On page 114 of Foucault Live the French philosopher gives an example of the so-called schizophrenia of capitalism, its ability to integrate conflicting tendencies at its core, a process similar to what the situationists termed recuperation.
In the 19th century the university was the medium at the center of which a literature said to be classic was constituted. This literature was by definition not a contemporary literature, and was valorized simultaneously as both the only base for contemporary literature and as its critique. Hence a very curious play in the 19th century between literature and the university, between the writer and the academic.
And then, little by little, the two institutions, which underneath their petty squabbles were in fact profoundly akin, tended to become completely undistinguishable. We know perfectly well that today the literature said to be avant-garde is only ever read by academics; that a writer over thirty has students around him who are doing their theses on his work; and that writers live for the most part by giving courses and being academics.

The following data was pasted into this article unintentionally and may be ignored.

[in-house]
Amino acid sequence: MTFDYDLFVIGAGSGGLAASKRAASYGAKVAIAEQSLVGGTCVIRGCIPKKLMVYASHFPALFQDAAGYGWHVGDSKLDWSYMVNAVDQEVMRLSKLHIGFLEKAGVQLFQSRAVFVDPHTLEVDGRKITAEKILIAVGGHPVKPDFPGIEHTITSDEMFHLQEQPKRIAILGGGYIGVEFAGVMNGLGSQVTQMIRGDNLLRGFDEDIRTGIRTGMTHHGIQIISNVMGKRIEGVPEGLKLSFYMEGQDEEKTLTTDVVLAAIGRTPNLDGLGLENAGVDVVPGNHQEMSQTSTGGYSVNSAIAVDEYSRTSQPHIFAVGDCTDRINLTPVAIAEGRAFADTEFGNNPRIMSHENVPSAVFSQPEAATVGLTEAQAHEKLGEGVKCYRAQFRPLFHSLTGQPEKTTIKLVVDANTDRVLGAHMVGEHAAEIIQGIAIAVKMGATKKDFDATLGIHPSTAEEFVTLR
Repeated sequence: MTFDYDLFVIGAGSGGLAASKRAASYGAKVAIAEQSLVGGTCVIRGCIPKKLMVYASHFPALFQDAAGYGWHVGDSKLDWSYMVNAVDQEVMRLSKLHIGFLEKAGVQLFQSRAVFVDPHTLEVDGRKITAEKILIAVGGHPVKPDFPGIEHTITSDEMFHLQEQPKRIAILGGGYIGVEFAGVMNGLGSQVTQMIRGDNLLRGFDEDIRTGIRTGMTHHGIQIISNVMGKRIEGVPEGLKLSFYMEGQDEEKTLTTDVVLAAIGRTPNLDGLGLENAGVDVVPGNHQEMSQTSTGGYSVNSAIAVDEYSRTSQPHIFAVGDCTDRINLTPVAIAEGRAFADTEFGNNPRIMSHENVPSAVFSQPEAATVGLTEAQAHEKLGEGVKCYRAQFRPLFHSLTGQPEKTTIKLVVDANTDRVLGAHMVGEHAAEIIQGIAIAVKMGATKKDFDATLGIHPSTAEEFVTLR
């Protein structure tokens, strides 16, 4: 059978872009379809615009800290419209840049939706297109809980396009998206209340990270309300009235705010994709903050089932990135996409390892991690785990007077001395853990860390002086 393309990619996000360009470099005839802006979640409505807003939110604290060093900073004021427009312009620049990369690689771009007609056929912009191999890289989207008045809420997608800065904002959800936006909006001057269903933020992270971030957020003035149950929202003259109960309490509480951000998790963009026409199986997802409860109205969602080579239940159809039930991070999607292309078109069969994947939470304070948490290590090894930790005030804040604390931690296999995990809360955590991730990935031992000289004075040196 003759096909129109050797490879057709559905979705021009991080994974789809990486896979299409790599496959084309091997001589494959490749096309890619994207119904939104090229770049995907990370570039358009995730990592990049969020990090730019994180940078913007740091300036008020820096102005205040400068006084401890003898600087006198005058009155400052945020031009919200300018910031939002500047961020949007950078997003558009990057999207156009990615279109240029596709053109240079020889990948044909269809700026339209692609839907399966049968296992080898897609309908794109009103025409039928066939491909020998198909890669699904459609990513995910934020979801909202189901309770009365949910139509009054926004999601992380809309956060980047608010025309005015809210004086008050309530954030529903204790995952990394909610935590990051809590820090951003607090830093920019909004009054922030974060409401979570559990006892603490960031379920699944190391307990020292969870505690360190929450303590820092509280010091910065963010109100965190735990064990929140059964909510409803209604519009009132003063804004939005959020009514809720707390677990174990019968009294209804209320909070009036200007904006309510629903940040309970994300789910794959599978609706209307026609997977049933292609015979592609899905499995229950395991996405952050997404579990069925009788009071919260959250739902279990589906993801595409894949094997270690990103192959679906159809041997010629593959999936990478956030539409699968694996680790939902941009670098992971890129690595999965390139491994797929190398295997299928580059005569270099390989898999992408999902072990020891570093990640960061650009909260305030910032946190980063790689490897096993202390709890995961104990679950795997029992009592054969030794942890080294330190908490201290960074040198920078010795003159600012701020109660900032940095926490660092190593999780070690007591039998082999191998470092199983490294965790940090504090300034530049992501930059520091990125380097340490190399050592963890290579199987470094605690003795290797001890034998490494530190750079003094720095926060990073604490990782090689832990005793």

More than anything, this comment is valuable for our understanding of what literature is today.